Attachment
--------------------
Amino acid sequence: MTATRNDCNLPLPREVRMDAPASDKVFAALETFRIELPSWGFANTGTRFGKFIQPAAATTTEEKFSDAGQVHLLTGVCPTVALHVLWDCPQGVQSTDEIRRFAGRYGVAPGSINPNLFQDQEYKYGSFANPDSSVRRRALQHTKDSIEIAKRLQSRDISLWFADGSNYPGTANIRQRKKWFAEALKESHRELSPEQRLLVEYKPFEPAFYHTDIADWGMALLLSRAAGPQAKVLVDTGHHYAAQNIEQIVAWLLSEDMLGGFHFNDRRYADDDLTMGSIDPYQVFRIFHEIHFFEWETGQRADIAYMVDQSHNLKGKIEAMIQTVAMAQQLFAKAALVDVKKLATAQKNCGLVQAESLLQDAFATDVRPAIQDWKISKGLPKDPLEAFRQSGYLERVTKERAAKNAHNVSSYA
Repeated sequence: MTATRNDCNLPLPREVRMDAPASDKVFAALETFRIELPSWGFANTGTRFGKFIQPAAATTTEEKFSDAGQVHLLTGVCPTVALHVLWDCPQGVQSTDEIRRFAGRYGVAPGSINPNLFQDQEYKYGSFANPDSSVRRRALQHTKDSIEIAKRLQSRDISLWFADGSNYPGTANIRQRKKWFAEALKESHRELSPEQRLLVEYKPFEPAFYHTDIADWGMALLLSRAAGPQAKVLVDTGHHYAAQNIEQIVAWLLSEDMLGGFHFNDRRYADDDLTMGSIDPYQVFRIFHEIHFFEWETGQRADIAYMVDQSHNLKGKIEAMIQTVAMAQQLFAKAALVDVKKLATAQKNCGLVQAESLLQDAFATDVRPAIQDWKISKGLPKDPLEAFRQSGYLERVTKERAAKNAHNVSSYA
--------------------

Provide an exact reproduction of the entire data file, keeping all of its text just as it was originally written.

Amino acid sequence: MTATRNDCNLPLPREVRMDAPASDKVFAALETFRIELPSWGFANTGTRFGKFIQPAAATTTEEKFSDAGQVHLLTGVCPTVALHVLWDCPQGVQSTDEIRRFAGRYGVAPGSINPNLFQDQEYKYGSFANPDSSVRRRALQHTKDSIEIAKRLQSRDISLWFADGSNYPGTANIRQRKKWFAEALKESHRELSPEQRLLVEYKPFEPAFYHTDIADWGMALLLSRAAGPQAKVLVDTGHHYAAQNIEQIVAWLLSEDMLGGFHFNDRRYADDDLTMGSIDPYQVFRIFHEIHFFEWETGQRADIAYMVDQSHNLKGKIEAMIQTVAMAQQLFAKAALVDVKKLATAQKNCGLVQAESLLQDAFATDVRPAIQDWKISKGLPKDPLEAFRQSGYLERVTKERAAKNAHNVSSYA
Repeated sequence: MTATRNDCNLPLPREVRMDAPASDKVFAALETFRIELPSWGFANTGTRFGKFIQPAAATTTEEKFSDAGQVHLLTGVCPTVALHVLWDCPQGVQSTDEIRRFAGRYGVAPGSINPNLFQDQEYKYGSFANPDSSVRRRALQHTKDSIEIAKRLQSRDISLWFADGSNYPGTANIRQRKKWFAEALKESHRELSPEQRLLVEYKPFEPAFYHTDIADWGMALLLSRAAGPQAKVLVDTGHHYAAQNIEQIVAWLLSEDMLGGFHFNDRRYADDDLTMGSIDPYQVFRIFHEIHFFEWETGQRADIAYMVDQSHNLKGKIEAMIQTVAMAQQLFAKAALVDVKKLATAQKNCGLVQAESLLQDAFATDVRPAIQDWKISKGLPKDPLEAFRQSGYLERVTKERAAKNAHNVSSYA